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Unlike other consonants such as ㄴ(니은), ㄹ(리을), ㅁ(미음) where their names have the form of (Consonant + ㅣ) + (ㅡ + Consonant), the names of ㄱ(기역), ㄷ(디귿), ㅅ(시옷) are slightly different. Are there any historical reasons for this?

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  • 이 문제는 쇠은 것이 아니다. In this case would the name proposed standard name "시은" sound like the verb "uncomplicated"? Anyway, I'm not seeing the endings 은 을 and 음 being standard. They seem about as creative as the others...albeit they all start with ㅇ. May 19 '18 at 11:55
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From the Wikipedia article on Hanguel (Letter names):

Hangul letters were named by Korean linguist Choe Sejin in 1527. South Korea uses Choe's traditional names, most of which follow the format of letter + i + eu + letter. However, as the syllables 윽 euk, 읃 eut, and 읏 eut did not occur in the language, Choe gave those letters the modified names 기역 giyeok, 디귿 digeut, and 시옷 siot, using native syllables.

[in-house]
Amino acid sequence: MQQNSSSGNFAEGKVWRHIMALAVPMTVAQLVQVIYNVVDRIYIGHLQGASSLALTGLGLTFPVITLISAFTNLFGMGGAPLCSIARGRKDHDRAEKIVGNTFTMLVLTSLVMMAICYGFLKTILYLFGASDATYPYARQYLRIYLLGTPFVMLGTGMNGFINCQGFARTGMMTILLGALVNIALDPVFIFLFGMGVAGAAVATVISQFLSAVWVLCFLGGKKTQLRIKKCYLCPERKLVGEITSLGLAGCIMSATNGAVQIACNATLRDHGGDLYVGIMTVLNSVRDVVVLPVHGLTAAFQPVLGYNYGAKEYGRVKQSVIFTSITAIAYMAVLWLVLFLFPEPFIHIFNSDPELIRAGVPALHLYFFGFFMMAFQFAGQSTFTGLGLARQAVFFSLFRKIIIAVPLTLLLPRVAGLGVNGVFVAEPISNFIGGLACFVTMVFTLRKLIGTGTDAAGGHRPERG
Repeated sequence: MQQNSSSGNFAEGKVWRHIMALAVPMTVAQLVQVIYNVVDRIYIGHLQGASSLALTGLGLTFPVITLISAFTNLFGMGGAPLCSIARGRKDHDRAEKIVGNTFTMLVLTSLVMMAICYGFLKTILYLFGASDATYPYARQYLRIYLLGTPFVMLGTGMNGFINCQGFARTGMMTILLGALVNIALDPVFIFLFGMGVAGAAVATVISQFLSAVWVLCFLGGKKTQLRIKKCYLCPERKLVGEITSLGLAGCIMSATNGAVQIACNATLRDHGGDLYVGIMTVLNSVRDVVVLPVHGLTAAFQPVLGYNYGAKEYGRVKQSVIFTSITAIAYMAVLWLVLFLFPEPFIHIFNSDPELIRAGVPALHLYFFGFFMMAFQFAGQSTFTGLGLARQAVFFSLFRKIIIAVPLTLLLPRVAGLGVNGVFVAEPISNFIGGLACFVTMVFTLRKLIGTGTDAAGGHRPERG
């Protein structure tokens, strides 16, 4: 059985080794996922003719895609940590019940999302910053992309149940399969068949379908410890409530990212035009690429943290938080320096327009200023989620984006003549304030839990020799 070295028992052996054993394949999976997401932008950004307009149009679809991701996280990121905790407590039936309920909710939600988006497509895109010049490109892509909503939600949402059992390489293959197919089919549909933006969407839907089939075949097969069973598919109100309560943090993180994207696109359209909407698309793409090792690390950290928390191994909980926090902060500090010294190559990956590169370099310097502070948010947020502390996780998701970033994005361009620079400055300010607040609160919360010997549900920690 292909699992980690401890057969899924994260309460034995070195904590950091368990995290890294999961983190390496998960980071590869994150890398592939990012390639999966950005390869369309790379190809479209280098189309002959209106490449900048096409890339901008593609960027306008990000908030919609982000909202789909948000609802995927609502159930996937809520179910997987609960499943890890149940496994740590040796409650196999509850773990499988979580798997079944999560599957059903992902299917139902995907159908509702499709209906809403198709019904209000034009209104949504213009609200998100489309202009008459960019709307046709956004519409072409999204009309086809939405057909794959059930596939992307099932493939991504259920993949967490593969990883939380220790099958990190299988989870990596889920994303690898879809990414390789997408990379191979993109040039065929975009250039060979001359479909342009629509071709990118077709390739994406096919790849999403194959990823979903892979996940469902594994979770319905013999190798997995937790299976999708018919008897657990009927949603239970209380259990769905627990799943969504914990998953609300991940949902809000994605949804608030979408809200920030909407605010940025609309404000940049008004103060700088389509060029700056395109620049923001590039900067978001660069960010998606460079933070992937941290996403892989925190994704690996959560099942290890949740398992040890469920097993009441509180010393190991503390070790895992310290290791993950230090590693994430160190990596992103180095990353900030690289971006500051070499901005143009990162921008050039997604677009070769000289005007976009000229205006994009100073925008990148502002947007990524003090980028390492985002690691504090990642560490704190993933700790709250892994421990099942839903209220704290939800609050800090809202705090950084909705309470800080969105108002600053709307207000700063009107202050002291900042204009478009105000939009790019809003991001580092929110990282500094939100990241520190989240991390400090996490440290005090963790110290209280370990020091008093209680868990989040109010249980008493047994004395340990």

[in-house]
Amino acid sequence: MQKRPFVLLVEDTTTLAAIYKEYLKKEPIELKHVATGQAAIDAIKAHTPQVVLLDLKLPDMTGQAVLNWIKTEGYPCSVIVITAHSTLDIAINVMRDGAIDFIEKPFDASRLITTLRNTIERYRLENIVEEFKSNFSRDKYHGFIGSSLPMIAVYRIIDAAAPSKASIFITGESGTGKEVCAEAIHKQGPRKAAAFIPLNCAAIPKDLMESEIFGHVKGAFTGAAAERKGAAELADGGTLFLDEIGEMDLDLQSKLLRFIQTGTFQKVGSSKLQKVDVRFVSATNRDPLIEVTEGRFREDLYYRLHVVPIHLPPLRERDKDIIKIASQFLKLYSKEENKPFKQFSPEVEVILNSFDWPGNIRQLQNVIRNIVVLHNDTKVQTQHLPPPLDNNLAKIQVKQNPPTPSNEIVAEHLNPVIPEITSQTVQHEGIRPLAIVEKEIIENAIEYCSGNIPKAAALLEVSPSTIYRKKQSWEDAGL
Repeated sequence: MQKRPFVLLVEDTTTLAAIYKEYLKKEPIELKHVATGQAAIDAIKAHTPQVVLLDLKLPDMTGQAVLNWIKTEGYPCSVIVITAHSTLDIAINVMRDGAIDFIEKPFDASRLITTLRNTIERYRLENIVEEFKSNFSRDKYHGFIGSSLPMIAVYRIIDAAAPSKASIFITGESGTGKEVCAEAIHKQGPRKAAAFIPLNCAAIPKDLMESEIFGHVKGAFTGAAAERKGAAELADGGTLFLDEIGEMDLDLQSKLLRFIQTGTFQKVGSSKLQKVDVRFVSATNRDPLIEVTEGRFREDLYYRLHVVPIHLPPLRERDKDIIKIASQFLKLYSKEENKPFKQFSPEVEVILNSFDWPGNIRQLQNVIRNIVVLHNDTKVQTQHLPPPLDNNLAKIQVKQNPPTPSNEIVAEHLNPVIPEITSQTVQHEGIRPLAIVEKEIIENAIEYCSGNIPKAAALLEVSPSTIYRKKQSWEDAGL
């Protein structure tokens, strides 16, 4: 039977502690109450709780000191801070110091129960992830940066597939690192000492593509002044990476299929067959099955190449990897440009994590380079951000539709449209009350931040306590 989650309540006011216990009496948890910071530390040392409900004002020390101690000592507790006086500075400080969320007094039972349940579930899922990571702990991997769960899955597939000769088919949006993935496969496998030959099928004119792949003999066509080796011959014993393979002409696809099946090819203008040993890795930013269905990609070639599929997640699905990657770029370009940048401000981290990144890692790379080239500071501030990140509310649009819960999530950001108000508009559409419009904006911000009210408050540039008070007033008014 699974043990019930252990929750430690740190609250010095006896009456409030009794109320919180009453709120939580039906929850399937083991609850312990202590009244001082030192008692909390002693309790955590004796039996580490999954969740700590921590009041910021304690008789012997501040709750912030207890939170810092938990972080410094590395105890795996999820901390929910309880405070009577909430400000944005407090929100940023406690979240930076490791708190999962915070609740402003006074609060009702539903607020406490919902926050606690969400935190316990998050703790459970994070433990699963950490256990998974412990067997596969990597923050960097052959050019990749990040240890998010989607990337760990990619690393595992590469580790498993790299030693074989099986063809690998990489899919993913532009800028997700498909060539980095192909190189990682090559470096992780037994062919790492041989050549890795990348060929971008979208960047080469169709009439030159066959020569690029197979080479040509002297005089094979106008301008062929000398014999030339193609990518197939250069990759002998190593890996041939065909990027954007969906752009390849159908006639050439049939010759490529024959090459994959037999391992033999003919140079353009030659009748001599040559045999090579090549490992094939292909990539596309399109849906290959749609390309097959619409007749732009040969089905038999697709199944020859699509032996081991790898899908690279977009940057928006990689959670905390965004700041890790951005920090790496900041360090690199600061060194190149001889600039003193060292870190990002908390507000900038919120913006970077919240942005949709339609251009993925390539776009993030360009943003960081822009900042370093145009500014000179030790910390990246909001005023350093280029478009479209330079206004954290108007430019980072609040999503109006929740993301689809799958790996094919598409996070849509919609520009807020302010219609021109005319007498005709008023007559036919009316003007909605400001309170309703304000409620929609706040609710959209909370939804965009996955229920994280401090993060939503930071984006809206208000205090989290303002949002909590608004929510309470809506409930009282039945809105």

So the reason seems to be historical. When the names for the characters were created, the rules for writing in 한글 did not allow the use of characters 윽, 읃 and 읏. Hence these particular characters were given the names 기역, 디귿, and 시옷 respectively, presumably based on the then standard method of writing. The article also notes that when North Korea standardized the Korean language as used in the North, they changed the name of the characters to 기윽, 디읃 and 시읏, to regularize the name of each character with each other.

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  • This is interesting! Thanks for your kind answer. May 19 '18 at 16:52

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